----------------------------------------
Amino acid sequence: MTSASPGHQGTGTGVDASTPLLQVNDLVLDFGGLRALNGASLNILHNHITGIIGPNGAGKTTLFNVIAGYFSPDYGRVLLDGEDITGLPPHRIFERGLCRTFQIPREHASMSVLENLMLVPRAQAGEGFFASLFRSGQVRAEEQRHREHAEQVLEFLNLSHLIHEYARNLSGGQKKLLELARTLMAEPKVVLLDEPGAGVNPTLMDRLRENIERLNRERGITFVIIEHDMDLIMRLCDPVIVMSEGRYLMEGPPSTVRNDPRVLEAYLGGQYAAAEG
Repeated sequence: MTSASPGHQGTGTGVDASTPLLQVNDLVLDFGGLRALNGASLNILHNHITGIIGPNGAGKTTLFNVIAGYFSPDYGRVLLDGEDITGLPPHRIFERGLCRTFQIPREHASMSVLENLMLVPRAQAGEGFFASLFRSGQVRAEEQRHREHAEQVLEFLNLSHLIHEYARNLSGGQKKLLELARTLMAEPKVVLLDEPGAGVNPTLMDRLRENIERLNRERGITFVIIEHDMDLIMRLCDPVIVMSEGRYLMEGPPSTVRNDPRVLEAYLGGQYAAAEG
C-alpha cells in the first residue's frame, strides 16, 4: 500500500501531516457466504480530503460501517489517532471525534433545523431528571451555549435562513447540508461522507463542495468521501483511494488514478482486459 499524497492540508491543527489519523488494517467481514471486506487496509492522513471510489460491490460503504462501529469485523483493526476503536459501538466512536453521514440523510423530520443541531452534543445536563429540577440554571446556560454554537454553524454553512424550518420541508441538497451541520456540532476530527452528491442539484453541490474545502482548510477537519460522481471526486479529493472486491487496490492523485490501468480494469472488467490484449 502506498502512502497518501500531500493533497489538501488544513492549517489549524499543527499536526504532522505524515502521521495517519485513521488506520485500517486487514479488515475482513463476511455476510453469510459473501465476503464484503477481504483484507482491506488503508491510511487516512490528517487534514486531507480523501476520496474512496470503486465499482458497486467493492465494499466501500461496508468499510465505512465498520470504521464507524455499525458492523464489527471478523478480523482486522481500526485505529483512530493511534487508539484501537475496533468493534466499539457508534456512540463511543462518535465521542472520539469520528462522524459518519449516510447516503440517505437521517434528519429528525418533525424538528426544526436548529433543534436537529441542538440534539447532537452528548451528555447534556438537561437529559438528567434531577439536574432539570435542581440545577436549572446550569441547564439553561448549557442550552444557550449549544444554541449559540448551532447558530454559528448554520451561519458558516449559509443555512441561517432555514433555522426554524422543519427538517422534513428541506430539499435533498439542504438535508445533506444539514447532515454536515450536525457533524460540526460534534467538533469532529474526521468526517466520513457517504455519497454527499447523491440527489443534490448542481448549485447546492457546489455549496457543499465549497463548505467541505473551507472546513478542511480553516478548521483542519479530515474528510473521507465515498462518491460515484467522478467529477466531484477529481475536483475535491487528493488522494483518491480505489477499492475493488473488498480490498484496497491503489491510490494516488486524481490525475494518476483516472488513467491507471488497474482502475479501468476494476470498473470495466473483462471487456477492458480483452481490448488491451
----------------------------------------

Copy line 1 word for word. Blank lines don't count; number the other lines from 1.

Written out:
Amino acid sequence: MTSASPGHQGTGTGVDASTPLLQVNDLVLDFGGLRALNGASLNILHNHITGIIGPNGAGKTTLFNVIAGYFSPDYGRVLLDGEDITGLPPHRIFERGLCRTFQIPREHASMSVLENLMLVPRAQAGEGFFASLFRSGQVRAEEQRHREHAEQVLEFLNLSHLIHEYARNLSGGQKKLLELARTLMAEPKVVLLDEPGAGVNPTLMDRLRENIERLNRERGITFVIIEHDMDLIMRLCDPVIVMSEGRYLMEGPPSTVRNDPRVLEAYLGGQYAAAEG